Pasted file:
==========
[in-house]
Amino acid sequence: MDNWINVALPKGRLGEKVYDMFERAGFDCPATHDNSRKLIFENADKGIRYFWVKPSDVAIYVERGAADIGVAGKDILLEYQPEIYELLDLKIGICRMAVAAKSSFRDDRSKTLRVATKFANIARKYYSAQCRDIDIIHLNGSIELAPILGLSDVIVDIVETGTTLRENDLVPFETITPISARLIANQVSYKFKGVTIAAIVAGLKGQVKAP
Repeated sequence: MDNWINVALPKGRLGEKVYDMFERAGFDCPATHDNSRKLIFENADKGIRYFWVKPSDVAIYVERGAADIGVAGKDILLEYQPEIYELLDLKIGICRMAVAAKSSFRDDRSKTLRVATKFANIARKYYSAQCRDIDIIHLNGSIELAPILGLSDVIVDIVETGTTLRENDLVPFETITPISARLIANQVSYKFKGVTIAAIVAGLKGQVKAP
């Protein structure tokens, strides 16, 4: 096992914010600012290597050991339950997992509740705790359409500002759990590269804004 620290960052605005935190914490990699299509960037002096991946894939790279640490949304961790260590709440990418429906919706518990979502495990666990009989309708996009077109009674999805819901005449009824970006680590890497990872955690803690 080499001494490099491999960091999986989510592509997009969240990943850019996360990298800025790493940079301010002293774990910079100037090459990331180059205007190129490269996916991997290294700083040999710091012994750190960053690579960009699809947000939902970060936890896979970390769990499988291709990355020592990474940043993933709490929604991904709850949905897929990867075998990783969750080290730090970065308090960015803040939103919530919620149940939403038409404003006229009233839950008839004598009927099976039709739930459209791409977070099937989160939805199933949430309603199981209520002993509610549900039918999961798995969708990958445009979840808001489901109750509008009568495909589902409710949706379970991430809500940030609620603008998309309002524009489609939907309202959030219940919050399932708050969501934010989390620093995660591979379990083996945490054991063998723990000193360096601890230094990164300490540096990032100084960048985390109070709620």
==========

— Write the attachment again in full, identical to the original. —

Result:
[in-house]
Amino acid sequence: MDNWINVALPKGRLGEKVYDMFERAGFDCPATHDNSRKLIFENADKGIRYFWVKPSDVAIYVERGAADIGVAGKDILLEYQPEIYELLDLKIGICRMAVAAKSSFRDDRSKTLRVATKFANIARKYYSAQCRDIDIIHLNGSIELAPILGLSDVIVDIVETGTTLRENDLVPFETITPISARLIANQVSYKFKGVTIAAIVAGLKGQVKAP
Repeated sequence: MDNWINVALPKGRLGEKVYDMFERAGFDCPATHDNSRKLIFENADKGIRYFWVKPSDVAIYVERGAADIGVAGKDILLEYQPEIYELLDLKIGICRMAVAAKSSFRDDRSKTLRVATKFANIARKYYSAQCRDIDIIHLNGSIELAPILGLSDVIVDIVETGTTLRENDLVPFETITPISARLIANQVSYKFKGVTIAAIVAGLKGQVKAP
């Protein structure tokens, strides 16, 4: 096992914010600012290597050991339950997992509740705790359409500002759990590269804004 620290960052605005935190914490990699299509960037002096991946894939790279640490949304961790260590709440990418429906919706518990979502495990666990009989309708996009077109009674999805819901005449009824970006680590890497990872955690803690 080499001494490099491999960091999986989510592509997009969240990943850019996360990298800025790493940079301010002293774990910079100037090459990331180059205007190129490269996916991997290294700083040999710091012994750190960053690579960009699809947000939902970060936890896979970390769990499988291709990355020592990474940043993933709490929604991904709850949905897929990867075998990783969750080290730090970065308090960015803040939103919530919620149940939403038409404003006229009233839950008839004598009927099976039709739930459209791409977070099937989160939805199933949430309603199981209520002993509610549900039918999961798995969708990958445009979840808001489901109750509008009568495909589902409710949706379970991430809500940030609620603008998309309002524009489609939907309202959030219940919050399932708050969501934010989390620093995660591979379990083996945490054991063998723990000193360096601890230094990164300490540096990032100084960048985390109070709620």